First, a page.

Airbnb further expands coronavirus response as hosts face loss of revenue

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As the coronavirus spreads across the world, vacation rental company Airbnb expanded its extenuating circumstances policy on Saturday, allowing nearly all travelers to cancel reservations without penalty.

Now, most travelers who have booked with the company will receive penalty-free refunds for reservations, and thousands of travelers are canceling reservations and choosing to stay home.

Here’s what you need to know about booking with Airbnb:

What is the extenuating circumstances policy?

Airbnb bookings come with one of six cancellation policies set by the host, which range from flexible to super strict. These are set by the host.

The company can override these conditions with its Extenuating Circumstances Policyand it is the number of cancellations linked to Covid-19 that may give rise to refunds.

When the Airbnb website recognizes that guests are traveling to or from certain affected areas, an automated message is generated offering the option to cancel without penalty.

Even if travelers do not receive this automated message, they can still cancel their reservation and submit a refund request within 14 days of cancellation.

What areas are covered?

As President Trump’s Schengen travel ban goes into effect and confirmed cases of Covid-19 in the United States rise, Airbnb has made the area covered by the extenuating circumstances policy global.

All reservations made before March 14, with arrival dates from March 14 to April 14, are eligible for cancellations without penalty. Hosts and guests can choose to cancel the reservation.

Airbnb Experiences, where guests can book tours, classes and workshops, are also covered by the new policy.

The only exception is for domestic travel in mainland China. On April 1, standard cancellation policies are back in effect.

What about Vrbo?

Not all travel companies offer exceptions for coronavirus cancellations. The Vrbo vacation rental did not offer any Exceptions related to Covid-19 to its cancellation policy.

In a letter dated March 14, Vrbo president Jeff Hurst recommended that travelers contact the owners to request a cancellation without penalty.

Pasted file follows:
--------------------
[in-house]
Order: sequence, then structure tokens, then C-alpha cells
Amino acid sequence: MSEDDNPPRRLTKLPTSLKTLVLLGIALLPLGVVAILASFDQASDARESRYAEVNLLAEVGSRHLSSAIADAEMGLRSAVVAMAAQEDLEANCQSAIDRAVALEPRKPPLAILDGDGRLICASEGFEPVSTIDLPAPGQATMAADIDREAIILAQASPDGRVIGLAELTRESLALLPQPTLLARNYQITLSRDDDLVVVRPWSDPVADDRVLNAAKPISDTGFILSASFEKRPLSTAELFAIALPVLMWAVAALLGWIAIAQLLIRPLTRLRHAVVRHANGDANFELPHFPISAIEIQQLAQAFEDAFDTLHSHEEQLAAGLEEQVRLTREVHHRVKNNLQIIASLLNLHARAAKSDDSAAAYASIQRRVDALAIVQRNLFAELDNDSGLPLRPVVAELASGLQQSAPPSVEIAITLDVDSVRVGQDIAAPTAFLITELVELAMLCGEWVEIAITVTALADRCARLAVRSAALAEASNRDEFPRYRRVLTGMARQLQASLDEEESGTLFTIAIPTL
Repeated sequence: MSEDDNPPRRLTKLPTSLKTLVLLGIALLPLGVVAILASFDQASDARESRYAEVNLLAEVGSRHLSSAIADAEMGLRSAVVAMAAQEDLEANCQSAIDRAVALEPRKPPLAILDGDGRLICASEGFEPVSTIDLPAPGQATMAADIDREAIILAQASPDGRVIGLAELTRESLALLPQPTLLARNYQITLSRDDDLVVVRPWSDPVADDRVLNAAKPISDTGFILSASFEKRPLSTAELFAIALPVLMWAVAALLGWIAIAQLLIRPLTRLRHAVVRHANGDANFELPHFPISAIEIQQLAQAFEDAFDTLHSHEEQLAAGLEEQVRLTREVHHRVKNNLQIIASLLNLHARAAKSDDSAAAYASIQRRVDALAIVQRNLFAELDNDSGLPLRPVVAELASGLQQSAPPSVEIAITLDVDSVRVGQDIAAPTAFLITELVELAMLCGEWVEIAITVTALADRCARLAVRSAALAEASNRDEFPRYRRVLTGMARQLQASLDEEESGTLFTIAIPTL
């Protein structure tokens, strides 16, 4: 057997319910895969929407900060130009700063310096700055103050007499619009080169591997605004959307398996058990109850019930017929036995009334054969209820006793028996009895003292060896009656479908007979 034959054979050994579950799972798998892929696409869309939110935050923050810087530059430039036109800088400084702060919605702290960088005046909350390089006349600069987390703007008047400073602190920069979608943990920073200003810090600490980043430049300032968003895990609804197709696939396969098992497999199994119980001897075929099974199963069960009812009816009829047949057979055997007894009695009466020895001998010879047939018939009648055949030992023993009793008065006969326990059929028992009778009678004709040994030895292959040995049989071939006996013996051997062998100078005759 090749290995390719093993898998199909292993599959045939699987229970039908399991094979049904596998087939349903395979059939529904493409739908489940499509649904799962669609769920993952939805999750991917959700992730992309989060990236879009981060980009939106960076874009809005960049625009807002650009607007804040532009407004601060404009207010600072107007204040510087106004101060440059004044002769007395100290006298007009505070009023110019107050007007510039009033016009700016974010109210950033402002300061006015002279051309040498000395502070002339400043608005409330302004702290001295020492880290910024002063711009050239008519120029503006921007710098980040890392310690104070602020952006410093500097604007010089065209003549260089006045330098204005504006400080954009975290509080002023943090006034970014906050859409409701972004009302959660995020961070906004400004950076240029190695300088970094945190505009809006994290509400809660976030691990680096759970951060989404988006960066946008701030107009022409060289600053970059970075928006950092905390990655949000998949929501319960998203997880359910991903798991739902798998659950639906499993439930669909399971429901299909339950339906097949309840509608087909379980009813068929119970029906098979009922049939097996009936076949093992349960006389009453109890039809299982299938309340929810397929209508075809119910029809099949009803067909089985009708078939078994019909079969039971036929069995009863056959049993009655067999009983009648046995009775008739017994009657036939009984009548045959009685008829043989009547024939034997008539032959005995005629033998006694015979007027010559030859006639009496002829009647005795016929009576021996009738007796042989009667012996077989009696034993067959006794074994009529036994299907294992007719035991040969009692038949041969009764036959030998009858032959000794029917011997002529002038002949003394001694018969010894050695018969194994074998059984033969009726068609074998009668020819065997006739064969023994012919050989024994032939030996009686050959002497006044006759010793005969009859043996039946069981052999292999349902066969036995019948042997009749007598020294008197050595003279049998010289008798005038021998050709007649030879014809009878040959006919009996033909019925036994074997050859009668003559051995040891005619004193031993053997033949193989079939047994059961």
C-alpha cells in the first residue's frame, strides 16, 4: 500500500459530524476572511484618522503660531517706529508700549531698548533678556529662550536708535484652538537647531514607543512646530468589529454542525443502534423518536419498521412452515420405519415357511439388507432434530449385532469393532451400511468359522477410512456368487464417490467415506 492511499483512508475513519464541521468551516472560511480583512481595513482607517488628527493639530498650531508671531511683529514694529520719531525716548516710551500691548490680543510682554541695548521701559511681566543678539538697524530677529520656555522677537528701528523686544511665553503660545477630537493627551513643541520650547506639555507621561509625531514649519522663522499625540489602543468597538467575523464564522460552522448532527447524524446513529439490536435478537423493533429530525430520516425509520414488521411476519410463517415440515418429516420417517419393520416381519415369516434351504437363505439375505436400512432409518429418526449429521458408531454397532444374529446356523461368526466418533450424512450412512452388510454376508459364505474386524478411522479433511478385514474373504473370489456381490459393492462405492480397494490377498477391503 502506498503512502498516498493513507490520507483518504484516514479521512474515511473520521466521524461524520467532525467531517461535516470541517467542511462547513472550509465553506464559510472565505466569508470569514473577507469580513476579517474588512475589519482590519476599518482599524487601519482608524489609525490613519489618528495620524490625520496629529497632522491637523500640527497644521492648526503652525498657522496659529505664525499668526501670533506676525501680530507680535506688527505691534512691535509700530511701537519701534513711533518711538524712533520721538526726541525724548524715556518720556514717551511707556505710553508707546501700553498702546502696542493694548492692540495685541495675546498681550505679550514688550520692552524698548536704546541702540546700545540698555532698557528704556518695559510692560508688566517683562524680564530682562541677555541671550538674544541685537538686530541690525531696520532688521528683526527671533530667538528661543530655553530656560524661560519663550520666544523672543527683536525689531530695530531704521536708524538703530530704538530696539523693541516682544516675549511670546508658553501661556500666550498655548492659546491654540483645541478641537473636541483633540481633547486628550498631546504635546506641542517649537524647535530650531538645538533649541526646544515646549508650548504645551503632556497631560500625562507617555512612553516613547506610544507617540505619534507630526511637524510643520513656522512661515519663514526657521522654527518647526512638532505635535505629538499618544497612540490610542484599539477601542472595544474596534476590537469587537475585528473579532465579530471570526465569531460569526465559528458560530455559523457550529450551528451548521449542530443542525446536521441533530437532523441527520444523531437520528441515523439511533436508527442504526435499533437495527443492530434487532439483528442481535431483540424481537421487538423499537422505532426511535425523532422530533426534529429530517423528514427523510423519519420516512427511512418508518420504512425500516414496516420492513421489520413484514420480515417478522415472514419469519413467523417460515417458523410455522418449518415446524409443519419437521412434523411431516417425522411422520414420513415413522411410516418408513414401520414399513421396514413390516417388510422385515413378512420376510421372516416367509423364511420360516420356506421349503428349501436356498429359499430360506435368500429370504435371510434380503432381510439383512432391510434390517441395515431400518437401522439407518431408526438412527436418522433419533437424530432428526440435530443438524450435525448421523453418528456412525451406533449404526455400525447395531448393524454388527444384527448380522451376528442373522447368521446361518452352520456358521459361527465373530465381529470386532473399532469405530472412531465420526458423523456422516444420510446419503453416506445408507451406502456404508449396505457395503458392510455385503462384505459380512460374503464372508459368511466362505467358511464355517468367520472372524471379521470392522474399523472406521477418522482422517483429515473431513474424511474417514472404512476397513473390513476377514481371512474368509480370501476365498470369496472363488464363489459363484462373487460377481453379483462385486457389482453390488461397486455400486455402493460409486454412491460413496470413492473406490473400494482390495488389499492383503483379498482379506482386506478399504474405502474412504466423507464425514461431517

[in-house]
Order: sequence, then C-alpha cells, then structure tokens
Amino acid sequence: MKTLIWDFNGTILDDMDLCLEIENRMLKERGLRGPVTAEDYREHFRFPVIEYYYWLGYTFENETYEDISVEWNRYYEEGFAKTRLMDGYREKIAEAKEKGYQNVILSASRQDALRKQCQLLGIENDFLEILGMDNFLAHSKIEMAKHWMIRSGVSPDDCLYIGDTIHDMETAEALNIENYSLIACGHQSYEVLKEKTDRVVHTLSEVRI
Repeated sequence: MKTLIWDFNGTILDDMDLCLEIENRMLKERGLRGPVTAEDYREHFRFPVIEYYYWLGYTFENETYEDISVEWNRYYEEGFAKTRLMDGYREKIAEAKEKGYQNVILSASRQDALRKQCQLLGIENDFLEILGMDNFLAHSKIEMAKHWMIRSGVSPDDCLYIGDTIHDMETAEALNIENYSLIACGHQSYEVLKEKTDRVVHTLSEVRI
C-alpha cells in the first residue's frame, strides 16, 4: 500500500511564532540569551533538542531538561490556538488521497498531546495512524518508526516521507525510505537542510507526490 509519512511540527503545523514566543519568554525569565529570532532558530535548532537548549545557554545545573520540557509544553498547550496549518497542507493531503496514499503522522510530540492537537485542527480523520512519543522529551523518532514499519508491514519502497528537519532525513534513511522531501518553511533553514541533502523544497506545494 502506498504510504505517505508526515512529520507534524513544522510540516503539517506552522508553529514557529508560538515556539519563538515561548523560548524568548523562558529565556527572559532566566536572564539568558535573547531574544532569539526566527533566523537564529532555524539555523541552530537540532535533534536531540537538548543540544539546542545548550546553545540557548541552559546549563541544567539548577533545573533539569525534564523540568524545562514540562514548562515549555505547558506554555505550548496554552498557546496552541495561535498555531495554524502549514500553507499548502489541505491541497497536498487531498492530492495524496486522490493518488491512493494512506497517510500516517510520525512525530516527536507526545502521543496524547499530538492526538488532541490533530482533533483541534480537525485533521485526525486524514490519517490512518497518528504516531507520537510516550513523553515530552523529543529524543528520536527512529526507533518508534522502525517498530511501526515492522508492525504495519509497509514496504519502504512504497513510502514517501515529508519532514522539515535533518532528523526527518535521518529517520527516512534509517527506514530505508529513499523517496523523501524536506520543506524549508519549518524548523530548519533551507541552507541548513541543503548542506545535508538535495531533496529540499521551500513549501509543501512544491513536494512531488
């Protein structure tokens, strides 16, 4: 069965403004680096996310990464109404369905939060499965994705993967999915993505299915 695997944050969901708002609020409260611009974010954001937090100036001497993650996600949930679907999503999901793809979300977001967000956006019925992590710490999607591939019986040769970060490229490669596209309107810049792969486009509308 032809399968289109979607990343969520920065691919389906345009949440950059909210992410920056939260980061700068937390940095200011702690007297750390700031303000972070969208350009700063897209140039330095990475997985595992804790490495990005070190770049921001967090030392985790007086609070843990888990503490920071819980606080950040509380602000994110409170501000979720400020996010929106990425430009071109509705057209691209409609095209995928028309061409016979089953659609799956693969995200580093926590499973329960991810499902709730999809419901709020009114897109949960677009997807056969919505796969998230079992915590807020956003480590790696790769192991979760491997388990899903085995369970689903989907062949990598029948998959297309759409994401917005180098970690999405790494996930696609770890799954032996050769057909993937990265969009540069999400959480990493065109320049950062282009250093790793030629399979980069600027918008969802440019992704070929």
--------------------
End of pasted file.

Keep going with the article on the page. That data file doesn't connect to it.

Contact the owners in a letter of March 12, Hurst suggested they remain open to such requests. “In the spirit of good hospitality,” he wrote, “we strongly encourage you to offer a full refund.”

What about Airbnb hosts?

Travelers aren’t the only ones feeling the pain of canceled trips. Thousands of Airbnb hosts around the world are facing a loss of revenue.

On the Airhosts forum, a popular platform for Airbnb hosts, users are sharing their concerns about the financial impact of refunding money.

In some cases, the 50% deposit paid by guests to Airbnb (which holds deposits for up to 24 hours after check-in) can amount to hundreds or even thousands of dollars, something hosts will never get when travelers cancel their reservations, whether or not. they are not in an area already severely affected by the coronavirus. (The Notes on the CDC’s Global Outbreak Advisory that sustained community spread of the coronavirus is occurring around the world.)

On March 14, Host GPO, the short-term vacation rental purchasing organization, released an open letter to Airbnb regarding the new refund policy.

“Extending refunds to virtually everyone through April 1,” they write, “will be absolutely devastating for hosts.” Arguing that the decision is a breach of company policy, the letter asks Airbnb to reconsider.

“To prevent hosts from losing their livelihoods, it’s important to ensure they survive the unprecedented onslaught of cancellations.”

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